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Oct 17, 2020

Modeling the Completed Safari Jacket!

Friends, the jacket is done and here I am wearing it!

As you may already know, I sewed this safari jacket from vintage Folkwear pattern 130, which makes what they call an "Australian Bush Outfit."  I don't think I'd dare wear my version in the Australian Bush, needless to say.

This is a very well-drafted pattern and the instructions are excellent.  I made only minor changes to the pattern.  The back is designed to have darts that release below the waistline.  With my fabric, this created a bit of an hourglass silhouette I wasn't wild about, so I just stitched the darts down all the way to the hem. The style line isn't changed, just the fullness at the hip.  I guess if you have wider hips you'd want the extra room.  The jacket has darts in front as well: it's not a simple rectangle like many of the safari jacket patterns put out by the big pattern companies around this time (the 1970's, probably due to the popularity of Yves Saint Laurent's safari-inspired styles).

I also added two interior pockets so I wouldn't have to weigh down the outer pockets and I could keep my wallet and phone more secure.  I really like that the lower outer pockets don't have buttons so they're easy to slip my hands into.  


 

You  may notice that I didn't make the belt.  The jacket looks retro enough as-is; with the belt, it would look old-fashioned, imo.  Maybe if I made this in a classic khaki, I'd want the belt.  Not much more to say about the pattern: you can still find copies for sale on eBay and Etsy and I think Folkwear still sells it on their website too.  There aren't many in-print safari jacket patterns out there.  Maybe none.

The pattern includes epaulets, which add a nice military touch.

The fabric is a Chelsea Flea Market find from last month.  It's medium weight cotton canvas.  Originally I didn't envision this as anything more than a wearable muslin but in the end, I love the jacket in this pattern.  Styling it takes a little more effort given how colorful it is, but you know, this blog is called Male Pattern Boldness for a reason!



Here I'm wearing it with a me-made white cotton shirt, blue twill pants, a vintage Shetland wool mustard V-neck sweater I found on eBay last week, mustard checkerboard Vans slip-ons (a recent purchase), and a winter white Irish tweed cap I bought at the Chelsea Flea Market last weekend.  I think it would also look nice with a blue gingham shirt (or solid) and mustard or khaki pants: I have both so I'll have to give them a try.

And that's it!  It's always great when a pattern you've never tried before turns out to be a winner.  Next time I make it, maybe I'll aspire to something more luxurious, like the suede version below.  It's basically the same pattern, only with a cinched waistline instead of a belt.  Elegant!

Have a great day everybody and enjoy your safari and dress appropriately!

You can see me work this outfit in a little Instagram video here.


15 comments:

  1. wow, that came out great. you are amazing -- i didn't even notice the belt until you mentioned you didn't add it.

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  2. Re not wearing it in the Australian bush. You might be surprised. There was no where that got less than 40% in favour of marriage equality (scroll down for map) with majority overwhelmingly in favour (scroll down for map of result).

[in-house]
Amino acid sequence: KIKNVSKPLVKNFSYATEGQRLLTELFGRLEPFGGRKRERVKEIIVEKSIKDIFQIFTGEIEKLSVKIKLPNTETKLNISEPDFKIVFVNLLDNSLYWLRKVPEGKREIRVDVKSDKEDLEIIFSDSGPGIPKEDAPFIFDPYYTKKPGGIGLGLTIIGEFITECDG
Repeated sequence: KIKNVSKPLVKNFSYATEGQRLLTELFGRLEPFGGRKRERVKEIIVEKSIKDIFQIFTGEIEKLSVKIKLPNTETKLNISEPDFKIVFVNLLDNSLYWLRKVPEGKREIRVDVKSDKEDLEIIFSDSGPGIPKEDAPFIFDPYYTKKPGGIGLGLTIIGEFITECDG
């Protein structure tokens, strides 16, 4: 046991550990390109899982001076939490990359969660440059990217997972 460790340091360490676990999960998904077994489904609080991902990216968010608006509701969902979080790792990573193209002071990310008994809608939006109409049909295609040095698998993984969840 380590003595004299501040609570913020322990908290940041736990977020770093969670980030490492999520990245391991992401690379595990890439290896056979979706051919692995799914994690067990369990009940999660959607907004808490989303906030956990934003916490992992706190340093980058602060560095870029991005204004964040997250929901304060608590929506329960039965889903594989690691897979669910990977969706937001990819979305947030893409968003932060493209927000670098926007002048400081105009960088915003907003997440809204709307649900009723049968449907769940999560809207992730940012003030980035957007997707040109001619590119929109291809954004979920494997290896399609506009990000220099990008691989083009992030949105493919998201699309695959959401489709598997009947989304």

https://www.theguardian.com/australia-news/2017/nov/16/australians-voted-in-massive-numbers-for-marriage-equality-and-a-fair-go

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  3. Wonderful, you are such a professional sewer. Looks great on you!

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  4. I’m surprised how much I like the jacket in the fairly loud print. Now when I see safari jacket, I think ugh, Melania. You wear it about 10,000x better! Great make!

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  5. Hi Peter! Great wearable muslin! I think if you want to copycat the jacket you were inspiered, you should pay attention on the proportion of the sleeves and sholder. Also small details, like the collar (another style) and two pockets on the breast, which are not patch pockets... they give the jacket a sophisticated touch.
    Liebe Grüße aus Deutschland!

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  6. Oh my gosh. That fabric is rad! I own a chunk of Australian bush and if ever you are visiting this continent you are very, very welcome to come by for a chat. I'll introduce you to my machines then put you and that fab jacket in its rightful place for a photo shoot. At this time of year the bush is full of golds, yellows,reds and purple. I'm sure your amazing jacket will feel right at home.

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  7. Ever the scamp, showcasing your waistline with nary a word.

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  8. Great fabric and excellent jacket! Safari jackets may be having their day again; Waffle Patterns just came out with one for women (though they're calling it a "shirt jacket"): https://www.wafflepatterns.com/product-page/yomogi-shirt-jacket

    As soon as I saw the Waffle pattern, I started looking for vintage versions, but actually the still-in-print Folkwear pattern is the best I've seen so far. However, my rendition, if I make it, will probably not be as striking as yours!

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  9. Really nice jacket, but I wanted to say that having lived most of my 56 years in Australia, I've never heard of a "Slingaroo." (Even my spell checker thought I was trying to say Singapore there!)

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